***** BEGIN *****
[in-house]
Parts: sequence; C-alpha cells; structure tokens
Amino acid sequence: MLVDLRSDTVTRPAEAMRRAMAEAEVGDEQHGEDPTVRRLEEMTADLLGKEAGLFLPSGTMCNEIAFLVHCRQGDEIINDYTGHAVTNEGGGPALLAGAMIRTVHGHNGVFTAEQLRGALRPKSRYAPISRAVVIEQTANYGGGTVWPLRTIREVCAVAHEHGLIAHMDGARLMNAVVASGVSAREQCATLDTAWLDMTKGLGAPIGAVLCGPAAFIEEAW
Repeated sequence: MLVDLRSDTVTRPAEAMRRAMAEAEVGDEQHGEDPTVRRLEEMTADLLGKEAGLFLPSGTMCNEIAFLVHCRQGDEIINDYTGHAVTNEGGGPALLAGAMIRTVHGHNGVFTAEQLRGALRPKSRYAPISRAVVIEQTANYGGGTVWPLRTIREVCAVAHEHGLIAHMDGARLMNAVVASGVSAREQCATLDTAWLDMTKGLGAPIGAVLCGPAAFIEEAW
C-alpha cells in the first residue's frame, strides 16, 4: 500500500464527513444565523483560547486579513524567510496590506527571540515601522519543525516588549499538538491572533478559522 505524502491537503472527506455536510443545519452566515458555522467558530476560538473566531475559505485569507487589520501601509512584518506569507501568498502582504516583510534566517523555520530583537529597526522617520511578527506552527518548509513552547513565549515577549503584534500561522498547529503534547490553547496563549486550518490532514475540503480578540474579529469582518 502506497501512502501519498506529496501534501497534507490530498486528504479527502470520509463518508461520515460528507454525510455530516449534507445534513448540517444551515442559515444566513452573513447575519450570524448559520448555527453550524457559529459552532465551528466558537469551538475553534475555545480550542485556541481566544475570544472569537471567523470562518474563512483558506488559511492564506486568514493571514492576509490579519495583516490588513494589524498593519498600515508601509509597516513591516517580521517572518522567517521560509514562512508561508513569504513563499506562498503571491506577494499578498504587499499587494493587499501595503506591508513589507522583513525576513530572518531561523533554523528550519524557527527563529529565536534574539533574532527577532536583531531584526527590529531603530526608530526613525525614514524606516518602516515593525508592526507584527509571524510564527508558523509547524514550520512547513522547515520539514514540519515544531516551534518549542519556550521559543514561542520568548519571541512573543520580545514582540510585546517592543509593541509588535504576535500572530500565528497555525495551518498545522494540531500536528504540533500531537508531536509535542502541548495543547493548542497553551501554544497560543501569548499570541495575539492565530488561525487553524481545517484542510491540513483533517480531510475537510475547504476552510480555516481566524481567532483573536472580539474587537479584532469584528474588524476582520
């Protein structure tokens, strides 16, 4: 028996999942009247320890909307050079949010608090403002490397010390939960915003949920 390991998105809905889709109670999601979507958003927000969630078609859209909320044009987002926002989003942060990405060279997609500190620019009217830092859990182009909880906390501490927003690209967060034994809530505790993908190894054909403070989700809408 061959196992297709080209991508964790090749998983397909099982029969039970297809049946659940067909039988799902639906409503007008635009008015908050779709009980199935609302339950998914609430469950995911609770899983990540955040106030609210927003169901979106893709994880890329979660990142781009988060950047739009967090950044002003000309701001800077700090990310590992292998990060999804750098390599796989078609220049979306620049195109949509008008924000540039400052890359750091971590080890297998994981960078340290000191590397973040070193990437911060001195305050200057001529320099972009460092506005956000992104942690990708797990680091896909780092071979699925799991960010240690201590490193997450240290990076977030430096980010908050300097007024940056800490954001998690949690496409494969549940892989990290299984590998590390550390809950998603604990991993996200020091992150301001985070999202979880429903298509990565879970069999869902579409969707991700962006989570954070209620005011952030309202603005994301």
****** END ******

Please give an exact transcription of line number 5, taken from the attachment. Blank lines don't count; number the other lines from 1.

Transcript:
C-alpha cells in the first residue's frame, strides 16, 4: 500500500464527513444565523483560547486579513524567510496590506527571540515601522519543525516588549499538538491572533478559522 505524502491537503472527506455536510443545519452566515458555522467558530476560538473566531475559505485569507487589520501601509512584518506569507501568498502582504516583510534566517523555520530583537529597526522617520511578527506552527518548509513552547513565549515577549503584534500561522498547529503534547490553547496563549486550518490532514475540503480578540474579529469582518 502506497501512502501519498506529496501534501497534507490530498486528504479527502470520509463518508461520515460528507454525510455530516449534507445534513448540517444551515442559515444566513452573513447575519450570524448559520448555527453550524457559529459552532465551528466558537469551538475553534475555545480550542485556541481566544475570544472569537471567523470562518474563512483558506488559511492564506486568514493571514492576509490579519495583516490588513494589524498593519498600515508601509509597516513591516517580521517572518522567517521560509514562512508561508513569504513563499506562498503571491506577494499578498504587499499587494493587499501595503506591508513589507522583513525576513530572518531561523533554523528550519524557527527563529529565536534574539533574532527577532536583531531584526527590529531603530526608530526613525525614514524606516518602516515593525508592526507584527509571524510564527508558523509547524514550520512547513522547515520539514514540519515544531516551534518549542519556550521559543514561542520568548519571541512573543520580545514582540510585546517592543509593541509588535504576535500572530500565528497555525495551518498545522494540531500536528504540533500531537508531536509535542502541548495543547493548542497553551501554544497560543501569548499570541495575539492565530488561525487553524481545517484542510491540513483533517480531510475537510475547504476552510480555516481566524481567532483573536472580539474587537479584532469584528474588524476582520